Jails are good at two things: Not letting the prisoners out (most of the time), and not giving the public a good look inside. But once you pass through the security checkpoints on Rikers Island, many of the people inside reflect some of the thousands arrested in New York City each year for non-violent misdemeanor drug offenses, the mentally ill, and those simply too poor to afford bail.
Ricardo Cortés, an illustrator most well known for his work on the book Go the Fuck to Sleep, has been teaching art workshops at two separate jails on Rikers for the past year. He's also been creating intimate portraits of the inmates, who sit for half an hour while he sketches them in pencil.
Cortés wants to draw connections between the people he works with and the failures of the multi-billion dollar war on drugs. Drug-related arrests far outstrip the other crimes that populate New York City jails, and they disproportionally net black and Hispanic men and women.
"The majority of arrests that have led to incarceration are for drug crimes," Cortés says. "Most people in my social circle, use drugs from time to time whether it's marijuana or alcohol. But in my social milieu, my friends aren't getting arrested and incarcerated."
Because Rikers comprises a series of jails, not prisons, many prisoners are there awaiting a trial. They could be there for weeks, or months, or years, depending on when that court date is scheduled. And outside of the simple fact that inmates are living behind bars, on an island, far away from family and friends, that wait can turn hellish if it develops into a period of solitary confinement. A report published in November found that New York City puts inmates in solitary confinement at nearly twice the national rate, and that one in every 10 people on Rikers is held in solitary at any given time. The mentally ill are particularly vulnerable to this type of punishment—again, often for non-violent offenses at the discretion of jail officers at the time.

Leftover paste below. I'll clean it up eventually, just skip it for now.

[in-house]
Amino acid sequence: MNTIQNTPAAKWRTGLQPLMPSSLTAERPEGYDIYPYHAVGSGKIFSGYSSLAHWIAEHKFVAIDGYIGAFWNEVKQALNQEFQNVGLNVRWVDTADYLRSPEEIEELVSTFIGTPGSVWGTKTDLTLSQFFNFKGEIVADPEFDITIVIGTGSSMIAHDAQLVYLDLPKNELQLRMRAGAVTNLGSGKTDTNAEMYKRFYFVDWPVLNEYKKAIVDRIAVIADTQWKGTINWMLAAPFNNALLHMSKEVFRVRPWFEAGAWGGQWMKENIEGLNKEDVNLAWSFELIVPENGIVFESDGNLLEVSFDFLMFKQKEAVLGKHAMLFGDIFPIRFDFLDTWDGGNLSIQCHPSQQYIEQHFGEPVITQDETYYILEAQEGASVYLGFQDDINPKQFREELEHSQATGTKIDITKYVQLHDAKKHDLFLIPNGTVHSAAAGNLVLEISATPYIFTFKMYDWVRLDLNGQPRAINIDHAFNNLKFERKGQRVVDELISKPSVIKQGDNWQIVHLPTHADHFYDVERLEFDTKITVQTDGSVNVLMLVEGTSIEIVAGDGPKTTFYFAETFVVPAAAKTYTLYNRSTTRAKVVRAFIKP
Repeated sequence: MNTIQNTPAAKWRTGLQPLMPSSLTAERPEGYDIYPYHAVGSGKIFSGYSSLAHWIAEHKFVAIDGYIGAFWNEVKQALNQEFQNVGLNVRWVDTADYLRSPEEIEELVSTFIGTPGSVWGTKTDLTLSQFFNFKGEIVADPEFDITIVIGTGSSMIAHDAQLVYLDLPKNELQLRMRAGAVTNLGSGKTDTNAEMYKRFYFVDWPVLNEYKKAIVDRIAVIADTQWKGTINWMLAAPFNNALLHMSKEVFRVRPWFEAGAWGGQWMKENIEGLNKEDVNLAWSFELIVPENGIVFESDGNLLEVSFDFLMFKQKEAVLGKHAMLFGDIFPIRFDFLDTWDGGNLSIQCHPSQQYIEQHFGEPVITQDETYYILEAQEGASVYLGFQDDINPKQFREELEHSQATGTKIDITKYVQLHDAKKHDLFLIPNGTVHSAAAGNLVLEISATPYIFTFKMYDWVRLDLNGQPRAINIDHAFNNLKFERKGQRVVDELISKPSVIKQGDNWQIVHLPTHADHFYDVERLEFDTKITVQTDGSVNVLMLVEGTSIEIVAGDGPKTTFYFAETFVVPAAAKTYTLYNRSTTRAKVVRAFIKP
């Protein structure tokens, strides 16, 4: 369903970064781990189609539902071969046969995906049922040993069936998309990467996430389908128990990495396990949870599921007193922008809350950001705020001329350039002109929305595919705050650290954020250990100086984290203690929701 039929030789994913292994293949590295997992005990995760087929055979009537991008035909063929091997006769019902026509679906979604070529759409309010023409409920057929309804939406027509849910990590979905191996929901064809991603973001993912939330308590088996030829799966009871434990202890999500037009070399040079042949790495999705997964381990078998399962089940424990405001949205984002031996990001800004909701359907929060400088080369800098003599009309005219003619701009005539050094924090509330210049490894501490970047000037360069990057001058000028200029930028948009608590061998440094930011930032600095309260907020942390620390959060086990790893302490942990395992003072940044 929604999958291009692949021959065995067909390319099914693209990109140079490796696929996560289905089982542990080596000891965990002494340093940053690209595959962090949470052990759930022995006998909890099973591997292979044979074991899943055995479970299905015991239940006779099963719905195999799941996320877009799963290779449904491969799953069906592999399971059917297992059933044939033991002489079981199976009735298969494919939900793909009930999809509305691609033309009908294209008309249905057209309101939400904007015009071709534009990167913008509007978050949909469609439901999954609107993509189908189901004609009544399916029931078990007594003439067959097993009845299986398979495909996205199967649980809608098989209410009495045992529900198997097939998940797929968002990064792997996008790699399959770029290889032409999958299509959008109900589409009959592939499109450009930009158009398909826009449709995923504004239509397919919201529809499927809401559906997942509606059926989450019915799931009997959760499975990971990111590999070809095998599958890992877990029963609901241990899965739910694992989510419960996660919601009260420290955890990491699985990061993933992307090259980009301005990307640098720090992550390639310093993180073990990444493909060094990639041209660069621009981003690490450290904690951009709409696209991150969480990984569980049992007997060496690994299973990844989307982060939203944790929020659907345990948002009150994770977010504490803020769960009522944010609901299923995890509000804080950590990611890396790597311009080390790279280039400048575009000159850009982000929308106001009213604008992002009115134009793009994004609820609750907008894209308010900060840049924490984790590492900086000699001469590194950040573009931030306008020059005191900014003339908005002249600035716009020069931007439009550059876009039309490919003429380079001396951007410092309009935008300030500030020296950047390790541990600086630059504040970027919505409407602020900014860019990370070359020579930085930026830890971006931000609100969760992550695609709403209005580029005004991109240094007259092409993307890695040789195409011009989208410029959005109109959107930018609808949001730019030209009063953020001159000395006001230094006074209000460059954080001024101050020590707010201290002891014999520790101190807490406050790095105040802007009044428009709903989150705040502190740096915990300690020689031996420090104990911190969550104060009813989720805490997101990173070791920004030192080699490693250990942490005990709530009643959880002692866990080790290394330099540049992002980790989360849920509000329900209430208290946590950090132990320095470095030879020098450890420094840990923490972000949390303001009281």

Cortés can't really develop a full lesson plan because of the uncertainty of the prisoners' stays. So instead he takes requests, most commonly for coloring book paper, markers, and pencils. "I'm just trying to introduce some resources, really," he says. "I have a whole system of bringing a couple of Dora the Explorers, Winnie the Poohs, lion scenes, a lot of coloring book paper, and they use those in creating cards or writing notes back to their kids or lovers."
Working with the inmates in this context sometimes makes it difficult to understand why they're stuck in these situations first place, Cortés says. "It's a very difficult thing to be talking to someone and really feel a rapport, and then they get sentenced to 15 years. Someone will say, 'Yeah I'm going upstate for 15,' and it's like an 18 year-old kid."
"And I'm just at a loss for words," Cortés continues. "There's nothing I can say and it's just heartbreaking."
That's not to say that Cortés doesn't acknowledge the crimes of his art workshoppers. But he suspects that fundamental societal inequalities have a lot to do with it, too—and that interventions, either in education or in community-focused policing, could and should have taken place long before the arrests.
This is not the first time that Cortés has illustrated painful social injustices. In 2007, he co-authored a coloring book called I Don't Want to Blow You Up!, which presented American characters of various ethnic and religious backgrounds trying to educate their countrymen influenced by post-9/11 xenophobic paranoia.
When I ask Cortés how he might want to correct misconceptions about Rikers inmates, he answers simply: "The people that I work with are just New Yorkers."